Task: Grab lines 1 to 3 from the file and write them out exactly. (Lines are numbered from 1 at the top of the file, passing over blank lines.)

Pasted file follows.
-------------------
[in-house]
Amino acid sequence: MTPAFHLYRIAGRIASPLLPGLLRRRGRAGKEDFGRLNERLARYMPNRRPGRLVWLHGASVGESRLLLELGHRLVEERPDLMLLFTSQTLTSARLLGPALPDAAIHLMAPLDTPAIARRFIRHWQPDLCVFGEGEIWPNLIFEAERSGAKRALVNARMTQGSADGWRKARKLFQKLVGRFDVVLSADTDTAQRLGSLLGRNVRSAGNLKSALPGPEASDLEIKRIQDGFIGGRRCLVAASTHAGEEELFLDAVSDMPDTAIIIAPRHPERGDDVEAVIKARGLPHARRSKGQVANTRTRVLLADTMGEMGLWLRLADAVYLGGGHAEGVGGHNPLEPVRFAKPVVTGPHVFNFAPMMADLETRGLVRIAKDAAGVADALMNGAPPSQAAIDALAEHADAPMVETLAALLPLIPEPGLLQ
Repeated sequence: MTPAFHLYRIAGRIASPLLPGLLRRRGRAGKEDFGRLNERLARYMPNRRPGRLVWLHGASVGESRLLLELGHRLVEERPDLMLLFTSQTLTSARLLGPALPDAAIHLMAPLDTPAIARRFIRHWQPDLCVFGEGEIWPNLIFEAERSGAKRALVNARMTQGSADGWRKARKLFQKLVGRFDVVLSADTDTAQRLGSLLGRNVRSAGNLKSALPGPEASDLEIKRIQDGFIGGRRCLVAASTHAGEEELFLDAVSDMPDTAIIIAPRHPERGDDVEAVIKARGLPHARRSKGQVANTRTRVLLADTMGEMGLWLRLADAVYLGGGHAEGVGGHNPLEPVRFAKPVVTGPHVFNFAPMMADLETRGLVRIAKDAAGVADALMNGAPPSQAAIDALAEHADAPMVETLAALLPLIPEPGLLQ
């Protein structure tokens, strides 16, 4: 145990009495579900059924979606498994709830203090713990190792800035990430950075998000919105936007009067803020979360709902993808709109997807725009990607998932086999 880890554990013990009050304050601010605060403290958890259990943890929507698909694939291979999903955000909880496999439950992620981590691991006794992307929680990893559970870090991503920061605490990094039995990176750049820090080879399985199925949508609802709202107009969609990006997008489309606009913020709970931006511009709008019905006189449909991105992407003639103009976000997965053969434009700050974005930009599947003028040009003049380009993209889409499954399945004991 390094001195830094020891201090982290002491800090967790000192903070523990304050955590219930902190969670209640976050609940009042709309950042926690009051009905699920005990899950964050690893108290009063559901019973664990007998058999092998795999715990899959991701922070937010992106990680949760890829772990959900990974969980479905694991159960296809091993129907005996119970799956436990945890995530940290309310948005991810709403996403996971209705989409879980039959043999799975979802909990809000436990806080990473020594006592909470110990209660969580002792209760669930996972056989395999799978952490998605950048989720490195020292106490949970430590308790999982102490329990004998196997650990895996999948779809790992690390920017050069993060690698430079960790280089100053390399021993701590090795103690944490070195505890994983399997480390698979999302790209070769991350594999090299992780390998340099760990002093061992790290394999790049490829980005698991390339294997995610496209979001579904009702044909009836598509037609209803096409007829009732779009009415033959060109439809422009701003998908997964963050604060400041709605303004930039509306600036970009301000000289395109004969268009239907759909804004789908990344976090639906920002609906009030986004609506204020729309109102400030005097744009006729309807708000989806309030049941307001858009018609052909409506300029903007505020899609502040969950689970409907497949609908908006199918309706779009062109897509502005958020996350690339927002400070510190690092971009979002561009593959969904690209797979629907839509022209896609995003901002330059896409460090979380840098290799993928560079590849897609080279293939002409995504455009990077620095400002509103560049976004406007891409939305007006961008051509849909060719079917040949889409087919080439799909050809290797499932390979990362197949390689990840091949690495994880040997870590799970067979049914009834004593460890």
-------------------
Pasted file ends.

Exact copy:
[in-house]
Amino acid sequence: MTPAFHLYRIAGRIASPLLPGLLRRRGRAGKEDFGRLNERLARYMPNRRPGRLVWLHGASVGESRLLLELGHRLVEERPDLMLLFTSQTLTSARLLGPALPDAAIHLMAPLDTPAIARRFIRHWQPDLCVFGEGEIWPNLIFEAERSGAKRALVNARMTQGSADGWRKARKLFQKLVGRFDVVLSADTDTAQRLGSLLGRNVRSAGNLKSALPGPEASDLEIKRIQDGFIGGRRCLVAASTHAGEEELFLDAVSDMPDTAIIIAPRHPERGDDVEAVIKARGLPHARRSKGQVANTRTRVLLADTMGEMGLWLRLADAVYLGGGHAEGVGGHNPLEPVRFAKPVVTGPHVFNFAPMMADLETRGLVRIAKDAAGVADALMNGAPPSQAAIDALAEHADAPMVETLAALLPLIPEPGLLQ
Repeated sequence: MTPAFHLYRIAGRIASPLLPGLLRRRGRAGKEDFGRLNERLARYMPNRRPGRLVWLHGASVGESRLLLELGHRLVEERPDLMLLFTSQTLTSARLLGPALPDAAIHLMAPLDTPAIARRFIRHWQPDLCVFGEGEIWPNLIFEAERSGAKRALVNARMTQGSADGWRKARKLFQKLVGRFDVVLSADTDTAQRLGSLLGRNVRSAGNLKSALPGPEASDLEIKRIQDGFIGGRRCLVAASTHAGEEELFLDAVSDMPDTAIIIAPRHPERGDDVEAVIKARGLPHARRSKGQVANTRTRVLLADTMGEMGLWLRLADAVYLGGGHAEGVGGHNPLEPVRFAKPVVTGPHVFNFAPMMADLETRGLVRIAKDAAGVADALMNGAPPSQAAIDALAEHADAPMVETLAALLPLIPEPGLLQ